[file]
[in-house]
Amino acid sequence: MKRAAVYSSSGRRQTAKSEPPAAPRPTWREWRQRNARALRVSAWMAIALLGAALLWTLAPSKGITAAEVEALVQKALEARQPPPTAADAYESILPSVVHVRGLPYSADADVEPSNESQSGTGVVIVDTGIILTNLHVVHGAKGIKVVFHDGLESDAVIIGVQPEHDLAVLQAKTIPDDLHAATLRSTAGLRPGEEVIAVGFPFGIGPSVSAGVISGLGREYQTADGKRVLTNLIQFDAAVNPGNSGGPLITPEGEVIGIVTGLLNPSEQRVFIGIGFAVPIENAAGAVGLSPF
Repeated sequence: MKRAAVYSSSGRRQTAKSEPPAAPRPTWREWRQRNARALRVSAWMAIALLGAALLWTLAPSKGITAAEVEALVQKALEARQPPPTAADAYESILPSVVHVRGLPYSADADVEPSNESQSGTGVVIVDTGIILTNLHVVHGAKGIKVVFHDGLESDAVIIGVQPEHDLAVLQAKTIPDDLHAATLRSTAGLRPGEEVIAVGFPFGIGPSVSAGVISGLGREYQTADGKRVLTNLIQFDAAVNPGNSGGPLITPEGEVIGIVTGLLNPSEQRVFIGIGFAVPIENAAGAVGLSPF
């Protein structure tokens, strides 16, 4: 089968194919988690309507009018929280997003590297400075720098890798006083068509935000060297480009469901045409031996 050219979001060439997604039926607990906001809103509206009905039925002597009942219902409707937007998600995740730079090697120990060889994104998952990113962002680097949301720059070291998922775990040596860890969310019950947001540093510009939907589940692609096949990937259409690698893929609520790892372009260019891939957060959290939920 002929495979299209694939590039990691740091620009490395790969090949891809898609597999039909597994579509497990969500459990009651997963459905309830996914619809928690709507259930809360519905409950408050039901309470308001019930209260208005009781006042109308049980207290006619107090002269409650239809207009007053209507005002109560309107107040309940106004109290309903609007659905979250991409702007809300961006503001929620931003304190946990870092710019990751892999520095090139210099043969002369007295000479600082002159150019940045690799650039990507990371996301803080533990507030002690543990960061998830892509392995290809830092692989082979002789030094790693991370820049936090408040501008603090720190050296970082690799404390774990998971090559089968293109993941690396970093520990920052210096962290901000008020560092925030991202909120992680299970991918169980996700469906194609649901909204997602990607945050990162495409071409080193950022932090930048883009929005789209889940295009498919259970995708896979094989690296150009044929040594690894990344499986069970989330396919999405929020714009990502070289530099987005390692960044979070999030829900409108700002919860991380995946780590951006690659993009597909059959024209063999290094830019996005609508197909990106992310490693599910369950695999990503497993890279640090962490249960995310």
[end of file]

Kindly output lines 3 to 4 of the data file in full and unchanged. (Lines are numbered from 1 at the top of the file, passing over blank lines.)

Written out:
Repeated sequence: MKRAAVYSSSGRRQTAKSEPPAAPRPTWREWRQRNARALRVSAWMAIALLGAALLWTLAPSKGITAAEVEALVQKALEARQPPPTAADAYESILPSVVHVRGLPYSADADVEPSNESQSGTGVVIVDTGIILTNLHVVHGAKGIKVVFHDGLESDAVIIGVQPEHDLAVLQAKTIPDDLHAATLRSTAGLRPGEEVIAVGFPFGIGPSVSAGVISGLGREYQTADGKRVLTNLIQFDAAVNPGNSGGPLITPEGEVIGIVTGLLNPSEQRVFIGIGFAVPIENAAGAVGLSPF
């Protein structure tokens, strides 16, 4: 089968194919988690309507009018929280997003590297400075720098890798006083068509935000060297480009469901045409031996 050219979001060439997604039926607990906001809103509206009905039925002597009942219902409707937007998600995740730079090697120990060889994104998952990113962002680097949301720059070291998922775990040596860890969310019950947001540093510009939907589940692609096949990937259409690698893929609520790892372009260019891939957060959290939920 002929495979299209694939590039990691740091620009490395790969090949891809898609597999039909597994579509497990969500459990009651997963459905309830996914619809928690709507259930809360519905409950408050039901309470308001019930209260208005009781006042109308049980207290006619107090002269409650239809207009007053209507005002109560309107107040309940106004109290309903609007659905979250991409702007809300961006503001929620931003304190946990870092710019990751892999520095090139210099043969002369007295000479600082002159150019940045690799650039990507990371996301803080533990507030002690543990960061998830892509392995290809830092692989082979002789030094790693991370820049936090408040501008603090720190050296970082690799404390774990998971090559089968293109993941690396970093520990920052210096962290901000008020560092925030991202909120992680299970991918169980996700469906194609649901909204997602990607945050990162495409071409080193950022932090930048883009929005789209889940295009498919259970995708896979094989690296150009044929040594690894990344499986069970989330396919999405929020714009990502070289530099987005390692960044979070999030829900409108700002919860991380995946780590951006690659993009597909059959024209063999290094830019996005609508197909990106992310490693599910369950695999990503497993890279640090962490249960995310």